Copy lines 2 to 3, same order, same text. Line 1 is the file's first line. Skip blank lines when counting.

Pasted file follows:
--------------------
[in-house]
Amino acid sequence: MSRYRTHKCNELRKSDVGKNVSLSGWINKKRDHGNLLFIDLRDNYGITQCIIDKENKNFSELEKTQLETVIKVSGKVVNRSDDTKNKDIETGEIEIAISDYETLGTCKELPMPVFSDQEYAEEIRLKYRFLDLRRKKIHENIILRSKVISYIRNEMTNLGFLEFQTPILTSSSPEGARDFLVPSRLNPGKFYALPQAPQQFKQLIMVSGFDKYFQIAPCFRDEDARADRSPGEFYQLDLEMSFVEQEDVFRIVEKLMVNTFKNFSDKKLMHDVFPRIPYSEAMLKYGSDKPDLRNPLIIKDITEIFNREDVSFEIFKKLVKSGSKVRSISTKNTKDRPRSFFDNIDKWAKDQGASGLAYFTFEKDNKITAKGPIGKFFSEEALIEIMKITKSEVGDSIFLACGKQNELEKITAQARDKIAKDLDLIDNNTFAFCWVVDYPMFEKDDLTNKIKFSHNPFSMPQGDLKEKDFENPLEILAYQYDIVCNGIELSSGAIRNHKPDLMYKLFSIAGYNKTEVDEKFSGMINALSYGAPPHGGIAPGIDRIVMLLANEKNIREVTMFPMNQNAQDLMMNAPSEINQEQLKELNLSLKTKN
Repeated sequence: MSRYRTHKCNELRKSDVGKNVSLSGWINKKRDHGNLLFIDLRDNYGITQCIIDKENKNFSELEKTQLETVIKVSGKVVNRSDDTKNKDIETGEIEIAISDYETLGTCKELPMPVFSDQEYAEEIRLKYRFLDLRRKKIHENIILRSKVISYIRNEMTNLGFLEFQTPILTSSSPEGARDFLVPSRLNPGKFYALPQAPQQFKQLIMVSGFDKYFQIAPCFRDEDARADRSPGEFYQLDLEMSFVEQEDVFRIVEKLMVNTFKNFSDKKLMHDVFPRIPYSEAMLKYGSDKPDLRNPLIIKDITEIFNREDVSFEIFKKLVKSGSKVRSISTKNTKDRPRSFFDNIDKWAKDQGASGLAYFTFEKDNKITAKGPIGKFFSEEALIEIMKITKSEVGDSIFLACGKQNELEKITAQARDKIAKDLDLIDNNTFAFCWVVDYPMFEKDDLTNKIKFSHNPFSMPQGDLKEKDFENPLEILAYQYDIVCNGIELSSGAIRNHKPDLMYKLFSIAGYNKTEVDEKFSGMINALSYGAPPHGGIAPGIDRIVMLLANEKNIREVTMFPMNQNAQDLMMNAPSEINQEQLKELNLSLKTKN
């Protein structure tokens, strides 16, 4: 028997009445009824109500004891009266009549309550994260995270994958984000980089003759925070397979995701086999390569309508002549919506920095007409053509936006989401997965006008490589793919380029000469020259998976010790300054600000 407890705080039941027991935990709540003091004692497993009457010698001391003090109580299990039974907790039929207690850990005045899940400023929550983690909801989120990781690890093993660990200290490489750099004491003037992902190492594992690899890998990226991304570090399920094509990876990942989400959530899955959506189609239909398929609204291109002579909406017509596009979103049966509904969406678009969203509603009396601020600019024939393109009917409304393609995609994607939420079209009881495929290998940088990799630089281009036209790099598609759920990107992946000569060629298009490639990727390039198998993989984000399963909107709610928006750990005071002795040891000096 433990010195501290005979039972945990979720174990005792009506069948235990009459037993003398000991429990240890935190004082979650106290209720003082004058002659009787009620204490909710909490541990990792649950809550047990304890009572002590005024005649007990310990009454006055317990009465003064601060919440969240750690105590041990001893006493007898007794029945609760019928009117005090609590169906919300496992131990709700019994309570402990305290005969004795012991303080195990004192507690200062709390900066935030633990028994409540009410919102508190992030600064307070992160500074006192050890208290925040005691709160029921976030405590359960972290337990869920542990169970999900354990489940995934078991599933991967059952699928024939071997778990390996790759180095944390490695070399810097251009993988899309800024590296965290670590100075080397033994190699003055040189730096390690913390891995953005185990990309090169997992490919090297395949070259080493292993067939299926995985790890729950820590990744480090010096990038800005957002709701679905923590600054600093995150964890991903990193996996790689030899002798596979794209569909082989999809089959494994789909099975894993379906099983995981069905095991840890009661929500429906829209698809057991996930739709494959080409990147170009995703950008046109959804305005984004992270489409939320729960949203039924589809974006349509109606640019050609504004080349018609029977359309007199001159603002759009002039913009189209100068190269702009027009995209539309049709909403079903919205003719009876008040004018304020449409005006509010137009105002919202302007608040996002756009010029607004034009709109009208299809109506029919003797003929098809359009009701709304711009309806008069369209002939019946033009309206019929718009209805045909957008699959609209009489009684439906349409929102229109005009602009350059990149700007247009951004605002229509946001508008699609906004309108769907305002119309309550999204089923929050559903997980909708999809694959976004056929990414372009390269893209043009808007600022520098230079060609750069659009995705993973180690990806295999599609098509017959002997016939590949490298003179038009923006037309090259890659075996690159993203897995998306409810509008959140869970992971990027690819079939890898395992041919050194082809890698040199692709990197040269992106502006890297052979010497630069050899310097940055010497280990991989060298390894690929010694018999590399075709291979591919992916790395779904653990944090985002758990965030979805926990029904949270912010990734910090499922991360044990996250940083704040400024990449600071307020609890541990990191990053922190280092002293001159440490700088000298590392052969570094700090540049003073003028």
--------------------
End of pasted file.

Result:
Amino acid sequence: MSRYRTHKCNELRKSDVGKNVSLSGWINKKRDHGNLLFIDLRDNYGITQCIIDKENKNFSELEKTQLETVIKVSGKVVNRSDDTKNKDIETGEIEIAISDYETLGTCKELPMPVFSDQEYAEEIRLKYRFLDLRRKKIHENIILRSKVISYIRNEMTNLGFLEFQTPILTSSSPEGARDFLVPSRLNPGKFYALPQAPQQFKQLIMVSGFDKYFQIAPCFRDEDARADRSPGEFYQLDLEMSFVEQEDVFRIVEKLMVNTFKNFSDKKLMHDVFPRIPYSEAMLKYGSDKPDLRNPLIIKDITEIFNREDVSFEIFKKLVKSGSKVRSISTKNTKDRPRSFFDNIDKWAKDQGASGLAYFTFEKDNKITAKGPIGKFFSEEALIEIMKITKSEVGDSIFLACGKQNELEKITAQARDKIAKDLDLIDNNTFAFCWVVDYPMFEKDDLTNKIKFSHNPFSMPQGDLKEKDFENPLEILAYQYDIVCNGIELSSGAIRNHKPDLMYKLFSIAGYNKTEVDEKFSGMINALSYGAPPHGGIAPGIDRIVMLLANEKNIREVTMFPMNQNAQDLMMNAPSEINQEQLKELNLSLKTKN
Repeated sequence: MSRYRTHKCNELRKSDVGKNVSLSGWINKKRDHGNLLFIDLRDNYGITQCIIDKENKNFSELEKTQLETVIKVSGKVVNRSDDTKNKDIETGEIEIAISDYETLGTCKELPMPVFSDQEYAEEIRLKYRFLDLRRKKIHENIILRSKVISYIRNEMTNLGFLEFQTPILTSSSPEGARDFLVPSRLNPGKFYALPQAPQQFKQLIMVSGFDKYFQIAPCFRDEDARADRSPGEFYQLDLEMSFVEQEDVFRIVEKLMVNTFKNFSDKKLMHDVFPRIPYSEAMLKYGSDKPDLRNPLIIKDITEIFNREDVSFEIFKKLVKSGSKVRSISTKNTKDRPRSFFDNIDKWAKDQGASGLAYFTFEKDNKITAKGPIGKFFSEEALIEIMKITKSEVGDSIFLACGKQNELEKITAQARDKIAKDLDLIDNNTFAFCWVVDYPMFEKDDLTNKIKFSHNPFSMPQGDLKEKDFENPLEILAYQYDIVCNGIELSSGAIRNHKPDLMYKLFSIAGYNKTEVDEKFSGMINALSYGAPPHGGIAPGIDRIVMLLANEKNIREVTMFPMNQNAQDLMMNAPSEINQEQLKELNLSLKTKN